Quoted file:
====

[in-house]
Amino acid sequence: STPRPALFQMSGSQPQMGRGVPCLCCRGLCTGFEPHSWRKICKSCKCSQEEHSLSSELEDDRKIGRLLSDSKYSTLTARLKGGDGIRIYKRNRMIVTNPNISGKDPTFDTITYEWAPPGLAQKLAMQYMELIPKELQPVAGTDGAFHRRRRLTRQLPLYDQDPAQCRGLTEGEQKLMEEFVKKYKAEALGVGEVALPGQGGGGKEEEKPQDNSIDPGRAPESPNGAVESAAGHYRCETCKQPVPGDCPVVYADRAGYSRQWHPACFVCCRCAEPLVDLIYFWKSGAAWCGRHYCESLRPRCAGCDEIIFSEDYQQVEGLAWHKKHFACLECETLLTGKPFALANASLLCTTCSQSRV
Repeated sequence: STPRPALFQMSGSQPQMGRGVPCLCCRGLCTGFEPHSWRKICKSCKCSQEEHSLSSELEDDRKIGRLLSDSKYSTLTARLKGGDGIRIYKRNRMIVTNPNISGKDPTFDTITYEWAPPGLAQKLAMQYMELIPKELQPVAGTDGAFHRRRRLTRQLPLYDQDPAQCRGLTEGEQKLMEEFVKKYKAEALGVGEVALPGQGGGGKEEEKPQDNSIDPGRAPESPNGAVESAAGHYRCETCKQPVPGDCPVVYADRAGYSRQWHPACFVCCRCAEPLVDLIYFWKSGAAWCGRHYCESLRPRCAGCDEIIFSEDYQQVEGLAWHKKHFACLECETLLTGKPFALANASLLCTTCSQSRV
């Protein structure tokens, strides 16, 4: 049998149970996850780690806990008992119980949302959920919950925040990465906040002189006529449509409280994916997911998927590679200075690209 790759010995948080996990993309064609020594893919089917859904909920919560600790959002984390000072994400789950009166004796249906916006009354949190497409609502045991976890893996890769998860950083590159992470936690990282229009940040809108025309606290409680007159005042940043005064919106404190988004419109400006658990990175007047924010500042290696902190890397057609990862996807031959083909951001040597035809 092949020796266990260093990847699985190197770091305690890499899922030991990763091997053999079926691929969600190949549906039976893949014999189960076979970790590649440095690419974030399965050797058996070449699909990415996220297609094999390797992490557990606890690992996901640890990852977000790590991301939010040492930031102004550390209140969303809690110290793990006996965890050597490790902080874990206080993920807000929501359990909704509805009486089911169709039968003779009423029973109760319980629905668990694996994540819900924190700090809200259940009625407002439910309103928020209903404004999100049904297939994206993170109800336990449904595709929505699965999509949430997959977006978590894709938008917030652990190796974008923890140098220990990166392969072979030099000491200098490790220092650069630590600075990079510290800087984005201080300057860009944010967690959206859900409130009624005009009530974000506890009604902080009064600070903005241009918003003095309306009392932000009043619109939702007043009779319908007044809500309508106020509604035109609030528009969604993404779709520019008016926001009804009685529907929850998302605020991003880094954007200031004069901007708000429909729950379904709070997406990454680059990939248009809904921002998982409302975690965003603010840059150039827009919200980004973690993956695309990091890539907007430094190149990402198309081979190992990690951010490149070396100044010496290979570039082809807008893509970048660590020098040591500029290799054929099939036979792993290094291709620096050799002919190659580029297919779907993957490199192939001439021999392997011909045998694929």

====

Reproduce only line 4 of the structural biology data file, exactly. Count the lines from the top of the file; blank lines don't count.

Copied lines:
């Protein structure tokens, strides 16, 4: 049998149970996850780690806990008992119980949302959920919950925040990465906040002189006529449509409280994916997911998927590679200075690209 790759010995948080996990993309064609020594893919089917859904909920919560600790959002984390000072994400789950009166004796249906916006009354949190497409609502045991976890893996890769998860950083590159992470936690990282229009940040809108025309606290409680007159005042940043005064919106404190988004419109400006658990990175007047924010500042290696902190890397057609990862996807031959083909951001040597035809 092949020796266990260093990847699985190197770091305690890499899922030991990763091997053999079926691929969600190949549906039976893949014999189960076979970790590649440095690419974030399965050797058996070449699909990415996220297609094999390797992490557990606890690992996901640890990852977000790590991301939010040492930031102004550390209140969303809690110290793990006996965890050597490790902080874990206080993920807000929501359990909704509805009486089911169709039968003779009423029973109760319980629905668990694996994540819900924190700090809200259940009625407002439910309103928020209903404004999100049904297939994206993170109800336990449904595709929505699965999509949430997959977006978590894709938008917030652990190796974008923890140098220990990166392969072979030099000491200098490790220092650069630590600075990079510290800087984005201080300057860009944010967690959206859900409130009624005009009530974000506890009604902080009064600070903005241009918003003095309306009392932000009043619109939702007043009779319908007044809500309508106020509604035109609030528009969604993404779709520019008016926001009804009685529907929850998302605020991003880094954007200031004069901007708000429909729950379904709070997406990454680059990939248009809904921002998982409302975690965003603010840059150039827009919200980004973690993956695309990091890539907007430094190149990402198309081979190992990690951010490149070396100044010496290979570039082809807008893509970048660590020098040591500029290799054929099939036979792993290094291709620096050799002919190659580029297919779907993957490199192939001439021999392997011909045998694929």